I was quite honored recently to be invited to speak and participate in the first Lausanne Movement Consultation on Global Media. It was a group of about 50 representatives from around the world working in media. The meeting was an extension of the famous Lausanne Movement launched by Evangelist Billy Graham. In 1966 he partnered with Christianity Today magazine, and sponsored the World Congress on Evangelism in Berlin. This gathering drew 1,200 delegates from over 100 countries, and inspired further conferences in Singapore (1968), Minneapolis and Bogotá (1969), and Australia (1971). Shortly afterwards, Graham perceived the need for a larger, more diverse congress to re-frame Christian mission in a world of social, political, economic, and religious upheaval.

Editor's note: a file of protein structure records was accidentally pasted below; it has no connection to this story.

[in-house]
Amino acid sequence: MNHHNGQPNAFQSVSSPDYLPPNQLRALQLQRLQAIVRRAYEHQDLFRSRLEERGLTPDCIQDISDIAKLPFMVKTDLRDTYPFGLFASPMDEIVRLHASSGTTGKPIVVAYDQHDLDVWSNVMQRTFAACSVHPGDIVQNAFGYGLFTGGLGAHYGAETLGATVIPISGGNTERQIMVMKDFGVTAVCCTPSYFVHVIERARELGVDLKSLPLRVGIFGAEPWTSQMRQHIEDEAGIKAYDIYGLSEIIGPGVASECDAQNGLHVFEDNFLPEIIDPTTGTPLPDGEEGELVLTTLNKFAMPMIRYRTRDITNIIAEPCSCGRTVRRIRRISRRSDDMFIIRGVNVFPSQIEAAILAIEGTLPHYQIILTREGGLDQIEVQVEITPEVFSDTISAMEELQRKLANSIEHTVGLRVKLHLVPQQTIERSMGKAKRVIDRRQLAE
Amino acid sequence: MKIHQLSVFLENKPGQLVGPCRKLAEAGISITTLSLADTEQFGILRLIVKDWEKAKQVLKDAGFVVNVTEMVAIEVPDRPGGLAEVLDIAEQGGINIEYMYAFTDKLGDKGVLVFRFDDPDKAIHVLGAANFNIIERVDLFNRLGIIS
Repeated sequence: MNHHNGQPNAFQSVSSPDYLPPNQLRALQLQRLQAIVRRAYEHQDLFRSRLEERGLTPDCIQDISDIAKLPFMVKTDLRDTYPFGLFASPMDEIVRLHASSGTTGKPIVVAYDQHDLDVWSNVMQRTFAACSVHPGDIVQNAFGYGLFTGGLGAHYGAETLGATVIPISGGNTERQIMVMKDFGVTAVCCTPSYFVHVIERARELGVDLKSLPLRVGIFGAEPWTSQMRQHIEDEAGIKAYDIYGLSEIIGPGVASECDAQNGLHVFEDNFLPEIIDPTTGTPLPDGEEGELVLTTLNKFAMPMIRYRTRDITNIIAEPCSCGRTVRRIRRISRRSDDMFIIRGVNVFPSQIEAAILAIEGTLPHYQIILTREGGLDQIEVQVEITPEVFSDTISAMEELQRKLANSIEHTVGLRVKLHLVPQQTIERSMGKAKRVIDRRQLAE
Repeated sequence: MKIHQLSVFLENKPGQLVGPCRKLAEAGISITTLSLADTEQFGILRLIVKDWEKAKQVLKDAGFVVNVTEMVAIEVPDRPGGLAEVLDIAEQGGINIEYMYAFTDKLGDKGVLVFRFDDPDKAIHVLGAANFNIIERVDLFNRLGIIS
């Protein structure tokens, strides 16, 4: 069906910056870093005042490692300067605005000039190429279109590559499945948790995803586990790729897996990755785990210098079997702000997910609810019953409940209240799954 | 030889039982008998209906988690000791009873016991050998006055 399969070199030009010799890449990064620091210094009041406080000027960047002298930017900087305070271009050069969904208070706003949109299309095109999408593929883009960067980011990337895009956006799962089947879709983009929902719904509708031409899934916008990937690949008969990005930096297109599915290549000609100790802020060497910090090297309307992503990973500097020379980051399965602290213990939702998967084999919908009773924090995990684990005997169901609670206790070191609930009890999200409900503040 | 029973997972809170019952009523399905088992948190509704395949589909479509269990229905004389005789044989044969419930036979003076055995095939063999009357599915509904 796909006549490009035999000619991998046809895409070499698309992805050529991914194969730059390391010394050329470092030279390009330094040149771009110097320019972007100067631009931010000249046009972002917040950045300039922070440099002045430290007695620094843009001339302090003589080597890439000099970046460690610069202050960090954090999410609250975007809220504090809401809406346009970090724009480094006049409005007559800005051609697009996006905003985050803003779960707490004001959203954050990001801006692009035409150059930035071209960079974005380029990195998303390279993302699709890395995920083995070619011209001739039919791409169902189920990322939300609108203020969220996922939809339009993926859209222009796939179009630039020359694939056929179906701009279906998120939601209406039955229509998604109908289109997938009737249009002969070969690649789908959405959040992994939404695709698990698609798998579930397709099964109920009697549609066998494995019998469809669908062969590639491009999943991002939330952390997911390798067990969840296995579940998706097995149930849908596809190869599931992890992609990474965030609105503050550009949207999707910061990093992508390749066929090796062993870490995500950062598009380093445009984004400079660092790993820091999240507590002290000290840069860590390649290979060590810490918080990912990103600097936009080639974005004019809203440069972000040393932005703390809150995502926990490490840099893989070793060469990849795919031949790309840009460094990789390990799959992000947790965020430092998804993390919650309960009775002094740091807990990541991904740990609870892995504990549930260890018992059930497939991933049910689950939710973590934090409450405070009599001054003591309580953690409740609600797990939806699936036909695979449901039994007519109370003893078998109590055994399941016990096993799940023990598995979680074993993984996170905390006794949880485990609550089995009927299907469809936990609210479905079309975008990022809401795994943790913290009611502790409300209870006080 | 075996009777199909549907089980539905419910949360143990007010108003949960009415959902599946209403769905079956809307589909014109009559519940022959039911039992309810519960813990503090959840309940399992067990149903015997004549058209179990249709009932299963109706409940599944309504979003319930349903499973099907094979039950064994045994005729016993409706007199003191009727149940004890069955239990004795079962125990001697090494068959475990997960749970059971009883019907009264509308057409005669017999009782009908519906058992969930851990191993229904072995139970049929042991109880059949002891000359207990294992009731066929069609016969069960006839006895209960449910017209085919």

So in July 1974 some 2,700 participants and guests from over 150 nations gathered in Lausanne, Switzerland, and created the “Lausanne Covenant.” This was to be a Covenant with God, publicly declared, and a Covenant with one another; it has proved to be one of most widely-used documents in modern church history. The Covenant has helped to define evangelical theology and practice, and has set the stage for many new partnerships and alliances.
Last week’s consultation on global media raised the question of how partnerships around the world could leverage media to help share the Christian faith with the world. Exciting things are happening, and our new Influence Lab will be on the leading edge of those changes. The Influence Lab has just recently been launched, but this Lausanne Consultation on Global Media has reminded me just how important our work is, and how much needs to be done to teach, train, and inspire a new generation of church leaders to embrace media on a global basis.
Check out our website for The Influence Lab. We’d love your help!
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